image of logos with the text "Adventure Begins Here"


Image of text: "Cavy & Rabbit project information"

Come join the cavy and rabbit projects today!

Did you know that?

*The cavy and rabbit projects are great for families
looking to get started in an animal project that live in
the city or a smaller area.

*Rabbits can live inside or outside in a hutch. Cavy can live inside.

*Both are great projects for families with younger youth.

The cavy and rabbit projects teach youth responsibility and how to properly care for their animals through hands-on learning experiences. This project also gives youth a chance to learn interview, demonstration, and public speaking skills.

image of text: "Dog Project"

The 4-H dog project is a fun and exciting way for youth to spend time with their 4-legged best friend!

Having fun is the primary goal!

Teaching dogs and their handlers better training techniques through fun is a great way to get youth working harder to achieve the training results they crave!

Any breed or variety of dog is welcomed to participate in all the events!

Here are the areas we focus on as a program. Which one would you like to do?

Showmanship: Learn basic handling skills and present their dog to a judge. It is the quality of the youth’s presentation and knowledge of their dog that is evaluated.

Obedience: Participants patiently train their 4-legged friend to walk on and off a leash while staying with them, retrieve objects, along with many other impressive good behaviors.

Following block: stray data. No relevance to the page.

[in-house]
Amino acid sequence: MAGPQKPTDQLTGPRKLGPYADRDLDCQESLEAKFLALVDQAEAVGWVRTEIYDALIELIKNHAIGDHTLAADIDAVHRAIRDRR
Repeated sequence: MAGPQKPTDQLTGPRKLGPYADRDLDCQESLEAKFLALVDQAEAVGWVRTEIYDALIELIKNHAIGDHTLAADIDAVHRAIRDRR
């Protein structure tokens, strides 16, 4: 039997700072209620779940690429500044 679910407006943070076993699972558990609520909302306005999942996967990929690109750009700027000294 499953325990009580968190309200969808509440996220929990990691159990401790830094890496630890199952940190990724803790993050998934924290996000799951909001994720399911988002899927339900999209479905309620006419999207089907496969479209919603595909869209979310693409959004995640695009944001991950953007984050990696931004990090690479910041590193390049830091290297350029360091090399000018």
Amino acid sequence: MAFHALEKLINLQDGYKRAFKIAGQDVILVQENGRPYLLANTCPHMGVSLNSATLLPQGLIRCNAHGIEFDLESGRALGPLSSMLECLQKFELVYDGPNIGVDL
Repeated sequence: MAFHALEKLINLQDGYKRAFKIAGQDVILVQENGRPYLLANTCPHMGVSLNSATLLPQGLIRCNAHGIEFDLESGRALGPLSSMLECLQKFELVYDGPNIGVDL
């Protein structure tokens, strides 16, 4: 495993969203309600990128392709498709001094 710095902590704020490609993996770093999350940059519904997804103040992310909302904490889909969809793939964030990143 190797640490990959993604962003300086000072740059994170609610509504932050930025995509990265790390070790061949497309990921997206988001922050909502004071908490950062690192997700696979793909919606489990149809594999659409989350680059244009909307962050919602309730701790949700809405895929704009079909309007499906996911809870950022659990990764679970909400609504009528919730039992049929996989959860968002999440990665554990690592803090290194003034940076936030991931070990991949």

Rally: A team sport that you and your dog navigate together through a course of signs. Obedience skills and a bond with your dog are built to be successful.

Agility: Dog agility combines the elements of a dog’s agility, briskness, confidence, and a handler’s control over an obstacle course designed for dogs. It is a fun sport with great spectator appeal.

Trick Dog: A fun way to engage both human and dogs to exercise their muscles and minds. A fun way to help teach obedience and earn titles.

Canine Good Citizen: Dog and handlers learn 10 basic skills that instill good manners and confidence in and outside of the home. It creates a long-lasting trust and partnership with each other, neighbors and general public.

Drill team: The El- Paso County 4-H dog drill team works on routines to participate in parades throughout the year. Entertaining tricks and uniforms, the kids and dogs have a great time.

Image of text: "Pocket Pet project information"

What animals do you have at home?

Did you know that 4-H has a place for you and your pet?

Pocket Pet Project Areas:

  • Amphibian
  • Aquatics
  • Avian
  • Reptile
  • Small Mammals
  • Invertebrates

We have monthly meeting for the youth to learn and participate in activities!

Which activities would you want to do?

  • Project Requirements – You will learn what is required to complete the project.
  • Introduce Your Pet – You will educate other 4-H members about your pet.
  • Husbandry – We discuss what best practices would when caring for your pet
  • Habitats – What is the good or bad for your pet’s habitat?
  • Bio-Active – Learn how to set up a bio tank and the benefit from it.
  • Reptile Expos – We attend local Expo and see and learn from local breeders and experts.
  • Zookeeper’s Meeting – We meet with a Zookeeper to learn about Tegu and Chinchilla.